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Trump threatens to declare emergency if no border wall deal

A day after shutdown talks broke down once again, President Donald Trump threatened to declare a national emergency to circumvent Congress if he can't reach a deal with Democrats to fund his promised border wall.


Speaking to reporters outside the White House, Trump said it would be “surprising to me” if he did not make an emergency declaration if talks with Democrats fail.

“If this doesn't work out, probably I will do it. I would almost say definitely,” Trump said.

Trump asserted that he has “the absolute right to declare a national emergency,” even though some legal scholars and Democrats say he lacks the power to do so.

But the president said his preference is still to work out a deal with Congress for wall funding.

The comments come one day after negotiations with top Democrats at the White House ended in acrimonious fashion, with Trump walking out of the room when Speaker Nancy Pelosi (D-Calif.) refused his demand for wall funding.

The failure of the talks raised the likelihood that Trump will act on his own to build the wall, which is one of his biggest unfulfilled campaign promises.

Trump laid into Democrats during his 15-minute session with reporters Thursday, saying they have “gone crazy” after being “taken over” by young lawmakers who don't “care about crime,” an apparent reference to freshmen members like Rep. Alexandria Ocasio-Cortez (D-N.Y.).

“I find China, frankly, in many ways, to be far more honorable than Cryin' Chuck and Nancy,” Trump said, referring to Pelosi and Senate Minority Leader Charles Schumer (D-N.Y.). “China is actually much easier to deal with than the opposition party.”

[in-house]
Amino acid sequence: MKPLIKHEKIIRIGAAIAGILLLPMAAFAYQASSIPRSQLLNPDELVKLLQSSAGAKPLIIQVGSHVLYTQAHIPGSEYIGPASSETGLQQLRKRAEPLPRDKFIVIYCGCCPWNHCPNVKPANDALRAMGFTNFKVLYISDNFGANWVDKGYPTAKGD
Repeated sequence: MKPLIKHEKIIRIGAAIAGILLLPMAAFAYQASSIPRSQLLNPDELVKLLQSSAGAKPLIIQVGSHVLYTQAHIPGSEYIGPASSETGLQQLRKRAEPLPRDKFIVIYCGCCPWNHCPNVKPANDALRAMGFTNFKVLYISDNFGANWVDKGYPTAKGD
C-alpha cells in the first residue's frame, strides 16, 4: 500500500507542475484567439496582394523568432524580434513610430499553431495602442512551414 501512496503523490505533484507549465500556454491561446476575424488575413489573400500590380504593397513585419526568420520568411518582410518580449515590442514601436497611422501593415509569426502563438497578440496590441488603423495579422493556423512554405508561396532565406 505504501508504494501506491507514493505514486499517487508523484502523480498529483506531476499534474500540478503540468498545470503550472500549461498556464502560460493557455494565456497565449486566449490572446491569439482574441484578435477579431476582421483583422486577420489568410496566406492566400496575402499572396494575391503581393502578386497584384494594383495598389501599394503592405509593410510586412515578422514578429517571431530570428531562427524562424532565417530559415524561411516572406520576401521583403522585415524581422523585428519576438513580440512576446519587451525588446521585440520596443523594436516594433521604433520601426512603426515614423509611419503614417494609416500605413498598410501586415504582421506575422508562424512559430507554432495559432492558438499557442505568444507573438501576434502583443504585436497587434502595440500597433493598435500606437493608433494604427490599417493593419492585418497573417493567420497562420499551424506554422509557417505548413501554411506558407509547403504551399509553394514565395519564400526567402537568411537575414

The president also angrily denied Schumer’s claim that he slammed the table before getting up and leaving Wednesday’s negotiating session in the White House Situation Room.

“I didn’t pound the table. I didn’t pound the table. That is a lie,” he said. “I don’t have temper tantrums.”

Trump’s comments raised the question of if or how negotiations can move forward to end the shutdown, which started Dec. 22 and is affecting about 25 percent of the federal government.

The president is traveling on Thursday to the border town of McAllen, Texas, where he plans to press his case that a wall is the only thing that can stop what he says is a “crisis” of drug smuggling and illegal immigration at the southern border.

Some in Washington believe the trip is a chance for Trump to lay the groundwork for a national emergency declaration.

Traveling with the president is White House counsel Pat Cipollone, who typically does not make such trips but has advised the president on whether a national emergency would be legal.

“I’m not prepared to do that yet, but if I have to, I will,” the president said of the emergency declaration.

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